In August 1974 Zdeněk Svěrák and Ladislav Smoljak established themselves as screenwriters with the timeless tragicomedy Jáchyme, hoď ho do stroje! (Joachim, Put Him into the Machine!). They later worked with directory Oldřich Lipský on the student comedy „Marečku, podejte mi pero!“ (“Mareček, Please Pass Me a Pen!”). With the help of the writing duo, from 1976 associated with the Jára Cimrman Theatre, Lipský, then 50, found a way to come to terms creditably with the realities of the normalisation period. The king of Czech cinema parody after the escapist Slaměný klobouk (Straw Hat) (1971), children’s comedy 6 medvědů s Cibulkou (Six Bears and Cibulka) (1972) and agrarian agitprop Tři chlapi na cestách (Three Men Travelling) (1973), he shot his very first distinctively “casual” comedy bereft of fantasy elements.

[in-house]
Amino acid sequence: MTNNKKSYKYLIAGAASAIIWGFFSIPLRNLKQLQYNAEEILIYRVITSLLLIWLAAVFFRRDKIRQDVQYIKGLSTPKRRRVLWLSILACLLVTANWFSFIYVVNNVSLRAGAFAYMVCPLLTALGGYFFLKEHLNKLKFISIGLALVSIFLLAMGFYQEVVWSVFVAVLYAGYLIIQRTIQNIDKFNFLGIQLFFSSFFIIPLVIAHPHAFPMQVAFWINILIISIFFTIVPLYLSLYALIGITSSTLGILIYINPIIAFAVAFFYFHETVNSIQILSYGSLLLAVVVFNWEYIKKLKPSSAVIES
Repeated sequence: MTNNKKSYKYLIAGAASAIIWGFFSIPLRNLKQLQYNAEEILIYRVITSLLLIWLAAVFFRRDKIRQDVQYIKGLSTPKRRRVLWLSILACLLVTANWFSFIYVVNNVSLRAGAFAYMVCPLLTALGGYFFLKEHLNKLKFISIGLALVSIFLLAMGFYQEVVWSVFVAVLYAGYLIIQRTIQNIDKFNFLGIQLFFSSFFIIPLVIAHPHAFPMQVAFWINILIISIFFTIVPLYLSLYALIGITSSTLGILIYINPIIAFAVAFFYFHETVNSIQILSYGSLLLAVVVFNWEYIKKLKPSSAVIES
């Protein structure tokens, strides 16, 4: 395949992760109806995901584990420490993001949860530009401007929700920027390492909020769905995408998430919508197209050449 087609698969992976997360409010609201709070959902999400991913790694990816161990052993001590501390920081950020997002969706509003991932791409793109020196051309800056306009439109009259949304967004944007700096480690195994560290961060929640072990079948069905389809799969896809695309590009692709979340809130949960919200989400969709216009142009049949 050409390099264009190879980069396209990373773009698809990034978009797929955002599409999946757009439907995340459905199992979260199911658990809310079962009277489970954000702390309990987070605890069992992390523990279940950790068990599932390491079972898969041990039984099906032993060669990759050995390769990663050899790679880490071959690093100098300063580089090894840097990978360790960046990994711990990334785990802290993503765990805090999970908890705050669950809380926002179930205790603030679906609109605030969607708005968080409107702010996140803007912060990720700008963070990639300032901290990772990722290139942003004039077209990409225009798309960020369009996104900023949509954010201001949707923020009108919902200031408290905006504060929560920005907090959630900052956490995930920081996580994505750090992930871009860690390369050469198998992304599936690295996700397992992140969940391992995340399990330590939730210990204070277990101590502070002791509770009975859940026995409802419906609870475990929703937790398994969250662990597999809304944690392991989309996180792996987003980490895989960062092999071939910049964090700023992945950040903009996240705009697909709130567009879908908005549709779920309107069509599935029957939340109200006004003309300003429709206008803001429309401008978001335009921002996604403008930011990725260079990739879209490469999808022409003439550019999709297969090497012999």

The story of timid young tractor driver František Koudelka, who moves from the country to Prague, revolves around a normalisation-era fad – the “conditiogram”. The makers succeeded in going beyond the standards of the period and created an “existential” comedy about man being the master of his own destiny. The shy, indecisive František organises his life completely on the basis of computer-generated plans specifying “happy” and “crisis” days for all activities. While on bad days the goodhearted naïf becomes a passive victim of his usual ineptness and misfortune, on “good days” he impresses the girl of his dreams, the sales assistant Blanka (Marta Vančurová), triumphs over an arrogant barman and wins a judo bout and motor race. Jam-packed with ideas, the picture is a Czech comedic gem, thanks to numerous charming scenes, enduring dialogue and above all perfect casting. Luděk Sobota, then a 29-year-old theatre actor, particularly stands out in his first sizable film part. The titular computer technician Jáchym is played by Petr Brukner in a cameo that lasts mere seconds.
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